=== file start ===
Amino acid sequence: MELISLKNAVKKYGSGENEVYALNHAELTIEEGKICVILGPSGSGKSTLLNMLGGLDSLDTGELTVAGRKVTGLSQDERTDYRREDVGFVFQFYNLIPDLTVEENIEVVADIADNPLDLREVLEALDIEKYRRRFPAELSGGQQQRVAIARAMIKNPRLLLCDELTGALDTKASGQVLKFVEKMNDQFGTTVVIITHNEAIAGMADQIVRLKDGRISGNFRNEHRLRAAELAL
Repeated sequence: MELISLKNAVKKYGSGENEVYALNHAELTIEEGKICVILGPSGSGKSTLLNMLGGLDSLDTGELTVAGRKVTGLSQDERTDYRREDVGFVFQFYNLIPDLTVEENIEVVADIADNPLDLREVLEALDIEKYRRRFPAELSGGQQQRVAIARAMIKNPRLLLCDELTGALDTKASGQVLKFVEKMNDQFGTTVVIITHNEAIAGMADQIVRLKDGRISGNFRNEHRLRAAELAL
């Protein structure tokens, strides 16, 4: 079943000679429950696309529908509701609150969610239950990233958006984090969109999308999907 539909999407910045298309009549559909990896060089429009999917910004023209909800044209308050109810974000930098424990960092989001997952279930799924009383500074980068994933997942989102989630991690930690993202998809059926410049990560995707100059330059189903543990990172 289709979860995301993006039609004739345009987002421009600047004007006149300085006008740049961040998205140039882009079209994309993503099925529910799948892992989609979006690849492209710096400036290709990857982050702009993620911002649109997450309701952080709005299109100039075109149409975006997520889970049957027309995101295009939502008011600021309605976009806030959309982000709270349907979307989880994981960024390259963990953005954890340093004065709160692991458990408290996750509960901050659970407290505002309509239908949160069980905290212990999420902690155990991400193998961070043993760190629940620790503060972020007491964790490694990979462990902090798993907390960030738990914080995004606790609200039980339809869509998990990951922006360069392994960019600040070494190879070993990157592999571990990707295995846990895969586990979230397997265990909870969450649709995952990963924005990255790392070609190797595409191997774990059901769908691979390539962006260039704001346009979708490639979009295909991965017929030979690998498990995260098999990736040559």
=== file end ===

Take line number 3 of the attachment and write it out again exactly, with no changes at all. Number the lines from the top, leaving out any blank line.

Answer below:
């Protein structure tokens, strides 16, 4: 079943000679429950696309529908509701609150969610239950990233958006984090969109999308999907 539909999407910045298309009549559909990896060089429009999917910004023209909800044209308050109810974000930098424990960092989001997952279930799924009383500074980068994933997942989102989630991690930690993202998809059926410049990560995707100059330059189903543990990172 289709979860995301993006039609004739345009987002421009600047004007006149300085006008740049961040998205140039882009079209994309993503099925529910799948892992989609979006690849492209710096400036290709990857982050702009993620911002649109997450309701952080709005299109100039075109149409975006997520889970049957027309995101295009939502008011600021309605976009806030959309982000709270349907979307989880994981960024390259963990953005954890340093004065709160692991458990408290996750509960901050659970407290505002309509239908949160069980905290212990999420902690155990991400193998961070043993760190629940620790503060972020007491964790490694990979462990902090798993907390960030738990914080995004606790609200039980339809869509998990990951922006360069392994960019600040070494190879070993990157592999571990990707295995846990895969586990979230397997265990909870969450649709995952990963924005990255790392070609190797595409191997774990059901769908691979390539962006260039704001346009979708490639979009295909991965017929030979690998498990995260098999990736040559």